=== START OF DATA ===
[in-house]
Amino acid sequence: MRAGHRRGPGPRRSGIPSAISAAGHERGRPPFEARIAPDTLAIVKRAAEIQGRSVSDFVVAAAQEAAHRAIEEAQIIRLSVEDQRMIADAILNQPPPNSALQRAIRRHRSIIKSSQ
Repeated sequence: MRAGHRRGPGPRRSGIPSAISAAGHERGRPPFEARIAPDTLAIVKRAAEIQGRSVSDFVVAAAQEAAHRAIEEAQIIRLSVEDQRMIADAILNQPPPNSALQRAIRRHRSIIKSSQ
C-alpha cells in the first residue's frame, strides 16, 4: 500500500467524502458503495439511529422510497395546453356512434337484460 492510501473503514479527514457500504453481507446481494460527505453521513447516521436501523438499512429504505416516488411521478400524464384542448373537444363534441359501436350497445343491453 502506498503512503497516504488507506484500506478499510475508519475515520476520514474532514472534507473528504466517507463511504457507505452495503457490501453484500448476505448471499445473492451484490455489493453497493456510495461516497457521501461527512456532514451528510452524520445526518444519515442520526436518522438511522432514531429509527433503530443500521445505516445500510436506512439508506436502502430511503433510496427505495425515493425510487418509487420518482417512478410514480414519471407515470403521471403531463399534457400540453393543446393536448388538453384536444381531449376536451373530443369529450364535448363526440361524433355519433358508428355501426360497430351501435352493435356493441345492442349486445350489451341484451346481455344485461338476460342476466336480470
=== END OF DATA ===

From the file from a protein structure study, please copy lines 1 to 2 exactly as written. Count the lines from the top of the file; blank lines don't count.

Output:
[in-house]
Amino acid sequence: MRAGHRRGPGPRRSGIPSAISAAGHERGRPPFEARIAPDTLAIVKRAAEIQGRSVSDFVVAAAQEAAHRAIEEAQIIRLSVEDQRMIADAILNQPPPNSALQRAIRRHRSIIKSSQ